What Is Parental Alienation?
Divorce is not easy for anyone, but it can be particularly emotionally damaging for children, even under the best of circumstances. However, that emotional damage can be significantly amplified in bitter divorces in which one or both parents attempt to use their children as pawns in their fight with each other. While all parents want to shield their children from the uglier aspects of child custody proceedings, many engage in parental alienation without even realizing it. If you believe that your spouse or former spouse is engaging in parental alienation, please contact a lawyer at a Stockton child custody law firm.
Behaviors That Constitute Parental Alienation
Generally, parental alienation occurs when one or both parents try to get a child on “their” side in a dispute by creating hostility between the child and the other parent. It is a form of psychological child abuse and is highly frowned upon by both legal and psychological professionals. Examples of behaviors that could constitute parental alienation include:
- Badmouthing, insulting, or denigrating the other parent in front of the child
- Undermining the authority of the other parent
- Parentification (i.e., a reversal of the parent-child relationship wherein the child is given the authority to make decisions they have neither the age nor maturity to make)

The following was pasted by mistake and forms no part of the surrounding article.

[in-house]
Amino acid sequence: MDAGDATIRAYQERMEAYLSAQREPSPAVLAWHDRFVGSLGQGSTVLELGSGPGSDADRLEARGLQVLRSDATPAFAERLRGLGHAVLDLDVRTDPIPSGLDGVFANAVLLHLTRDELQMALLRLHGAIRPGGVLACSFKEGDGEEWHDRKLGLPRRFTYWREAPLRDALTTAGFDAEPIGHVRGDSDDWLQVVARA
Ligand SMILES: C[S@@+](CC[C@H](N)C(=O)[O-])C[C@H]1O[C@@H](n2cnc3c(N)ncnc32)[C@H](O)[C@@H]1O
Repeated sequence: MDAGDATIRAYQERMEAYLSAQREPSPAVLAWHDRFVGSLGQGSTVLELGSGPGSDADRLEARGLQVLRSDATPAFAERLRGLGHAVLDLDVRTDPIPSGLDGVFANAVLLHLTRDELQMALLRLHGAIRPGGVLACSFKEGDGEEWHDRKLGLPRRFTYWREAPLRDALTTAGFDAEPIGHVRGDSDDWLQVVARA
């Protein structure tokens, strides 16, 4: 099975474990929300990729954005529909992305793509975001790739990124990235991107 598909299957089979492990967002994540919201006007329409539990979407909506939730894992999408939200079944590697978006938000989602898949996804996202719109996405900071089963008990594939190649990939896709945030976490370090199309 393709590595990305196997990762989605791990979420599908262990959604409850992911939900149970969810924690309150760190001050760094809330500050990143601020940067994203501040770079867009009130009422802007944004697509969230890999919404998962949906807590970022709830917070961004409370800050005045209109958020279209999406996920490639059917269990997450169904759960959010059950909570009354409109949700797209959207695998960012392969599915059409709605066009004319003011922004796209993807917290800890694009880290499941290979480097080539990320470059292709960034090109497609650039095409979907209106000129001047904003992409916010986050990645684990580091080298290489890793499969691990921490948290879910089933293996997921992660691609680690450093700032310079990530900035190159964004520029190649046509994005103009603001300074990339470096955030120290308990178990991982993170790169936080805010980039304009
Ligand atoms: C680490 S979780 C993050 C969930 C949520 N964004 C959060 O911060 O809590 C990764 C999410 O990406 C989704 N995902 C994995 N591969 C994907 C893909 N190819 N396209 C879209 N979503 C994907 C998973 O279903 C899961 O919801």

- Making false claims about the other parent
- Revealing damaging or inappropriate private information about the other parent to the child
- Parental substitution (i.e., giving a child the impression that someone other than their other parent is the child’s parent, such as the alienating spouse’s significant other)
- Encouraging the child to disobey the other parent
- Telling a child that the other parent doesn’t love them or want to see them
Parental Alienation Syndrome
Parental alienation can result in significant friction in the parent-child relationship between the child and the targeted parent. In severe cases, it can even lead to Parental Alienation Syndrome (PAS), an unofficial psychological condition in which the child believes the alienating parent’s statements, adopts them as their own and acts on them. PAS can lead to extreme ill-will by the child toward the targeted parent and result in the child no longer wanting to spend time with the targeted parent.
Legal Consequences of Parental Alienation
Parental alienation is not illegal, but it can have an effect on child custody proceedings. Family law courts are guided by the principle that child custody should be in the best interests of the child; as such, parental alienation would count against the alienating parent in a child custody determination. In some extreme cases, a child may even be removed from the household of the alienating parent.
Get Help From a Lawyer at a Stockton Child Custody Law Firm
The good news about parental alienation is that it often can be stopped and its effects reversed by timely intervention. If you believe that your child is being alienated from you by your spouse or ex-spouse, you should act quickly to prevent further emotional damage. For more information, please contact a lawyer at the Stockton child custody law firm of McKinley, Conger, Jolley & Galarneau by using our online form or calling us at 209-477-8171.